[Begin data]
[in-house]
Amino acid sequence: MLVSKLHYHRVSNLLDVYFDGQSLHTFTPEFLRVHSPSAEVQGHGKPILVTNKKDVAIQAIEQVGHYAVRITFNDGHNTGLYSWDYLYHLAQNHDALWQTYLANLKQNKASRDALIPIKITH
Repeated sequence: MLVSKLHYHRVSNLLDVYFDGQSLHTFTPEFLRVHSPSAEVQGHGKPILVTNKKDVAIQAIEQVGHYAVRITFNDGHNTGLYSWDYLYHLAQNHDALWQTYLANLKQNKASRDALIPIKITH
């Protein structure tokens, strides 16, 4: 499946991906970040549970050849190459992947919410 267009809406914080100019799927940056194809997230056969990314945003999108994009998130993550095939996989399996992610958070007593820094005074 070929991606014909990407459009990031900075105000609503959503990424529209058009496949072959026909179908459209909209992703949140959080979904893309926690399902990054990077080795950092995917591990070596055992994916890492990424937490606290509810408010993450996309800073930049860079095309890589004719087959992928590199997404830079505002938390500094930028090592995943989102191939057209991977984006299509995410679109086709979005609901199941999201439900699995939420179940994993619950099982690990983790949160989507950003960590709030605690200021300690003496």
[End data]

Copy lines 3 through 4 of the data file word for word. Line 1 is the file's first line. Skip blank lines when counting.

Repeated sequence: MLVSKLHYHRVSNLLDVYFDGQSLHTFTPEFLRVHSPSAEVQGHGKPILVTNKKDVAIQAIEQVGHYAVRITFNDGHNTGLYSWDYLYHLAQNHDALWQTYLANLKQNKASRDALIPIKITH
């Protein structure tokens, strides 16, 4: 499946991906970040549970050849190459992947919410 267009809406914080100019799927940056194809997230056969990314945003999108994009998130993550095939996989399996992610958070007593820094005074 070929991606014909990407459009990031900075105000609503959503990424529209058009496949072959026909179908459209909209992703949140959080979904893309926690399902990054990077080795950092995917591990070596055992994916890492990424937490606290509810408010993450996309800073930049860079095309890589004719087959992928590199997404830079505002938390500094930028090592995943989102191939057209991977984006299509995410679109086709979005609901199941999201439900699995939420179940994993619950099982690990983790949160989507950003960590709030605690200021300690003496």